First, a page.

Fitzroy, S. and Rutland, Adam (2010) Learning to control ethnic intergroup bias in childhood. European Journal of Social Psychology, 40 (4). pp. 679-693. ISSN 1099-0992. (doi:https://doi.org/10.1002/ejsp.746) (Full text available)
The aim of this research was to identify what factors deter explicit intergroup bias in childhood. Two studies were conducted to examine what facilitates the control of ethnic bias amongst 6–9-year-old majority children. In both studies in-group accountability was either low (i.e., only accountable to experimenter) or high (i.e., also accountable to classmates and teachers). Study 1 (n = 287) found that only 8–9-year-old with low social emotions reduced their bias with increased accountability. Study 2 (n = 236) showed children with low “Theory of Social Mind” (ToSM: Abrams, Rutland, Ferrell, & Pelletier, 2009), who perceived an anti-prejudice in-group norm, decreased their bias when accountability increased. In both studies children high in social emotion and ToSM showed low bias irrespective of accountability. Together these studies make a novel contribution by showing for the first time affective and social-cognitive factors that influence how children learn to control explicit bias.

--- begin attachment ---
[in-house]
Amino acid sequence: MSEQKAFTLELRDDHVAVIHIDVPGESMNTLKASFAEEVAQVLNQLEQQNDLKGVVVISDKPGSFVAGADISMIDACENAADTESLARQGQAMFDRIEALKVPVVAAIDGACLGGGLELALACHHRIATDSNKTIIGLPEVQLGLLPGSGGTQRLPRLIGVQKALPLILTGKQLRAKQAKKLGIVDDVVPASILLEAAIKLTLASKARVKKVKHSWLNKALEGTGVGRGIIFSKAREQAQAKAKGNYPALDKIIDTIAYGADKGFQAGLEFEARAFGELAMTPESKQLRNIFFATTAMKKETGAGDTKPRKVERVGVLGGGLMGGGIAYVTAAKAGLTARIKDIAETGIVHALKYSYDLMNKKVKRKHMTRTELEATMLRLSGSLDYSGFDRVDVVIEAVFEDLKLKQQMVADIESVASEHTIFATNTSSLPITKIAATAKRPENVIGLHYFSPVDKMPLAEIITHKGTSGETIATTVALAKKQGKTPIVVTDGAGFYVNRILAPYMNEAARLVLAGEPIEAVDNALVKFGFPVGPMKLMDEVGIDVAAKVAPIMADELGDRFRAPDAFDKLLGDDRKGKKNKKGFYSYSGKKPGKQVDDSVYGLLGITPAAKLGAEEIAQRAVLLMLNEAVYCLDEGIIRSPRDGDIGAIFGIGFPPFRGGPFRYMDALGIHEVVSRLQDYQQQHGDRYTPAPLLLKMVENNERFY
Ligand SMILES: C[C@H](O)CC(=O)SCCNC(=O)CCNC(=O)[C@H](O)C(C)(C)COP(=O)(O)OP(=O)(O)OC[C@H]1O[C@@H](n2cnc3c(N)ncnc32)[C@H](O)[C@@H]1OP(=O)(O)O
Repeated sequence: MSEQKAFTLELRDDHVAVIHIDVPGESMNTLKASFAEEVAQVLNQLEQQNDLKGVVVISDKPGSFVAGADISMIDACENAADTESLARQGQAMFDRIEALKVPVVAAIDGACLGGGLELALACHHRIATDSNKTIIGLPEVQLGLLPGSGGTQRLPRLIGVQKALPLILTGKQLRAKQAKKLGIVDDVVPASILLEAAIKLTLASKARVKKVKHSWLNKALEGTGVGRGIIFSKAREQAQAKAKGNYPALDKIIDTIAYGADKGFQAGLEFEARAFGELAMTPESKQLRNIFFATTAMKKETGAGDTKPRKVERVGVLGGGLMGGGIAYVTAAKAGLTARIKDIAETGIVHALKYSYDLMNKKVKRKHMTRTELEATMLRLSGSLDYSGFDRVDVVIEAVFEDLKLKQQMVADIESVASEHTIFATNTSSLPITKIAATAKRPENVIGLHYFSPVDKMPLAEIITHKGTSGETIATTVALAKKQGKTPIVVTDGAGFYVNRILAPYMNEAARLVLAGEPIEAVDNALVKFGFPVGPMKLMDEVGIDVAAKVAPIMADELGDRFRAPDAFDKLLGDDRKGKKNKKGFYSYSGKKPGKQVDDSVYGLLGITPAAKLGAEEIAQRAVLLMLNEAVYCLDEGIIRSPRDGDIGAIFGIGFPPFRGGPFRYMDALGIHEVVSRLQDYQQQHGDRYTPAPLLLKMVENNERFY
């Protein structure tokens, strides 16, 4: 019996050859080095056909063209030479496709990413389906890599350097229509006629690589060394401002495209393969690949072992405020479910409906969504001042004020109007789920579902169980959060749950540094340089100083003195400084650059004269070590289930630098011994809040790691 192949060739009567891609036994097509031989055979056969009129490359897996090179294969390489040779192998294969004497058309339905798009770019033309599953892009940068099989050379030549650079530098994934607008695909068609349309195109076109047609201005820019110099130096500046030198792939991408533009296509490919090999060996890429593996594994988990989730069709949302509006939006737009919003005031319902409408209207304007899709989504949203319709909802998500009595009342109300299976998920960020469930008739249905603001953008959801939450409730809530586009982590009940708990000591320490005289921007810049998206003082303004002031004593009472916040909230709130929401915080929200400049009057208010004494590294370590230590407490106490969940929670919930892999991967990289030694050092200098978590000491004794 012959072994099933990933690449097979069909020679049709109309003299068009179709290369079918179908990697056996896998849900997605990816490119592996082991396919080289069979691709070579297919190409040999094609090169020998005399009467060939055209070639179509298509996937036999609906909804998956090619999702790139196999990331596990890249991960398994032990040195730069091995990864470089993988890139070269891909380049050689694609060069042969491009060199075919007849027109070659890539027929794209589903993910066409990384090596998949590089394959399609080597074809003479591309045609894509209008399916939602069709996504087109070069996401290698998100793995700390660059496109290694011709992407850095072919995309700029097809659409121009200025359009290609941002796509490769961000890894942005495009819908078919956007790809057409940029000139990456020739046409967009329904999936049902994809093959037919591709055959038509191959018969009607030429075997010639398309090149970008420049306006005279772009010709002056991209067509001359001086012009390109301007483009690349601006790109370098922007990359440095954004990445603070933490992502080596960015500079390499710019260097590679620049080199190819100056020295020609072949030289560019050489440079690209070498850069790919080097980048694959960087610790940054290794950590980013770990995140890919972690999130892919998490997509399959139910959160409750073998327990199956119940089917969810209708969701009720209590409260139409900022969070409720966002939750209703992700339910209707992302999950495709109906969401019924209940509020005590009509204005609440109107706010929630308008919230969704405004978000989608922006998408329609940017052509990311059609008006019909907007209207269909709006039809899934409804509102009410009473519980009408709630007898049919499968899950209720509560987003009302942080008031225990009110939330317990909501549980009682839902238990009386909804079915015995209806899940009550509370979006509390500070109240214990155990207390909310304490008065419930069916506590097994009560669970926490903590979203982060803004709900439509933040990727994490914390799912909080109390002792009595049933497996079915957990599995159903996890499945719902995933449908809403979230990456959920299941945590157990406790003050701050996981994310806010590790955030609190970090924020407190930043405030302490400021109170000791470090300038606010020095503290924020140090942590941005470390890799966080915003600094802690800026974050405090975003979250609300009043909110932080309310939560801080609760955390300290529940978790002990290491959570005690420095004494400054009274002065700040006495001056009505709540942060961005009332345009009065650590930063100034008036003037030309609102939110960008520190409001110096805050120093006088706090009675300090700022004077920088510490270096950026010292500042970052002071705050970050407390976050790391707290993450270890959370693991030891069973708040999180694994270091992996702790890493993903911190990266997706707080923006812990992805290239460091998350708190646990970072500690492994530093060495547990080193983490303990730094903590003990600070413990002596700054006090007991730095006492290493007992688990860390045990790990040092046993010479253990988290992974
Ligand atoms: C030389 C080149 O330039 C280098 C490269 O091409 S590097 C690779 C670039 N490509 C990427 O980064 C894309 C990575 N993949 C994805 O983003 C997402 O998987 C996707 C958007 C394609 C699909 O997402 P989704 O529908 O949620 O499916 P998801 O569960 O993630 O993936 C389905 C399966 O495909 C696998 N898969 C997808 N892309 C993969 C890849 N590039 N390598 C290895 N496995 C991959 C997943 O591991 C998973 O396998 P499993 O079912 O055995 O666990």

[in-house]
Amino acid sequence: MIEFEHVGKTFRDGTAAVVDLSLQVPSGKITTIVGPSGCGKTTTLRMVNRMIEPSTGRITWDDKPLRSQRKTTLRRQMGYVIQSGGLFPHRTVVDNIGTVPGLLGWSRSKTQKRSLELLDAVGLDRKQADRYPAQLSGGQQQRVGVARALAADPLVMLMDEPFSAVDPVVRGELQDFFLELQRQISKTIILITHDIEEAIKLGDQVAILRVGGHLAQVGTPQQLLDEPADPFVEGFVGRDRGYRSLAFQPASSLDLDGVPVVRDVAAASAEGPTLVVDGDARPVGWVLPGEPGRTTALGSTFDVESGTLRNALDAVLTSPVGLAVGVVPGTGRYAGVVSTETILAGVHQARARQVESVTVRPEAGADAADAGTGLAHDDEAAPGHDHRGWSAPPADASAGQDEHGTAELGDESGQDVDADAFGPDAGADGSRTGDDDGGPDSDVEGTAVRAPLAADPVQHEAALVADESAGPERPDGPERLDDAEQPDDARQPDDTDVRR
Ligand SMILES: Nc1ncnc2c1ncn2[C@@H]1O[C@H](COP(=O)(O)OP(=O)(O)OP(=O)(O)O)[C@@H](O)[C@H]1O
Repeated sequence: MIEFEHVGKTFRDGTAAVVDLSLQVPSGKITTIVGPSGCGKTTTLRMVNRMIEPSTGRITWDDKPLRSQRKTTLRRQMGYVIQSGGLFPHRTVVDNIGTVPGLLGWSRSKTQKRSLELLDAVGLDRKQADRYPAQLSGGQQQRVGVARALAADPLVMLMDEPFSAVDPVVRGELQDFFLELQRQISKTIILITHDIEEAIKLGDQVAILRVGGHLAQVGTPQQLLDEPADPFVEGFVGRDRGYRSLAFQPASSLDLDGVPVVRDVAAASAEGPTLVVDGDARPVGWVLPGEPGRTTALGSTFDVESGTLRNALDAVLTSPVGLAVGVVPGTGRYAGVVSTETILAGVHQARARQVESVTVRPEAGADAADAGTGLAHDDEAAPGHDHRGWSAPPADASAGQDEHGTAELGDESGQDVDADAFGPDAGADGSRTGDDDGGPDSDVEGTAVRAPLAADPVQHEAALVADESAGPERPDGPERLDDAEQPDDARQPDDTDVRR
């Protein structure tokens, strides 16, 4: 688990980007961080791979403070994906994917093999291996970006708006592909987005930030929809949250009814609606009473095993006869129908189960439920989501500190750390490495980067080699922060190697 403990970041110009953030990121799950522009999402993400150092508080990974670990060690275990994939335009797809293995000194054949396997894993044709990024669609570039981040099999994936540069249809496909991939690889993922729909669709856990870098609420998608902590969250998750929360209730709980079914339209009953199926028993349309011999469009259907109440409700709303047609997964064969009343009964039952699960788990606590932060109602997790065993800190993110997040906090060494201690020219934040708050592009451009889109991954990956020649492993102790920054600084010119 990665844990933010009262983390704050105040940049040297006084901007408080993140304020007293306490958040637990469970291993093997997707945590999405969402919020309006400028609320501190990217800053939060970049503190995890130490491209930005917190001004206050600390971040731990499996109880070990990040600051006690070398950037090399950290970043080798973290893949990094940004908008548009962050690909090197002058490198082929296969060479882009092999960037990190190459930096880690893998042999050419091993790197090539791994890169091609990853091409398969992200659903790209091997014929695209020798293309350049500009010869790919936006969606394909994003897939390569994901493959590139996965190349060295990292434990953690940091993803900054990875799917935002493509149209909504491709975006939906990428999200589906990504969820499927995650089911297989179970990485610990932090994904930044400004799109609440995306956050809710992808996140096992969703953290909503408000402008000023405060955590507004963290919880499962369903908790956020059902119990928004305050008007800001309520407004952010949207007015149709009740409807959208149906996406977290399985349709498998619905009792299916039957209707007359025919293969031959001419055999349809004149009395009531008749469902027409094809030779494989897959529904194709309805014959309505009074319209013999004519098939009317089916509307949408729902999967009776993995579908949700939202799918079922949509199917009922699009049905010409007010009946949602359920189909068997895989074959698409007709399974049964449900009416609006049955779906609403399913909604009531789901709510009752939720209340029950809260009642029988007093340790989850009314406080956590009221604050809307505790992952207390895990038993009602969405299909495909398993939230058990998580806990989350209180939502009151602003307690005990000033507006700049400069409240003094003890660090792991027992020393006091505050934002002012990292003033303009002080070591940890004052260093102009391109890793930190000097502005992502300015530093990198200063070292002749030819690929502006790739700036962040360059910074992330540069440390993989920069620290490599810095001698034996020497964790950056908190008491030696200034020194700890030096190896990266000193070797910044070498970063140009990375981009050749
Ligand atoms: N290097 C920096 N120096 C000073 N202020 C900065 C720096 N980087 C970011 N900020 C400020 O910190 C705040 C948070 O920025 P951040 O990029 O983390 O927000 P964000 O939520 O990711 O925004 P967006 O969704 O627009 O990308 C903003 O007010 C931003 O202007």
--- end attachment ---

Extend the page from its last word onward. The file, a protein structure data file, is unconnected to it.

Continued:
|Subjects:||B Philosophy. Psychology. Religion > BF Psychology|
|Divisions:||Faculties > Social Sciences > School of Psychology|
|Depositing User:||Adam Rutland|
|Date Deposited:||05 Jan 2011 15:59 UTC|
|Last Modified:||24 Jun 2014 11:13 UTC|
|Resource URI:||https://kar.kent.ac.uk/id/eprint/26192 (The current URI for this page, for reference purposes)|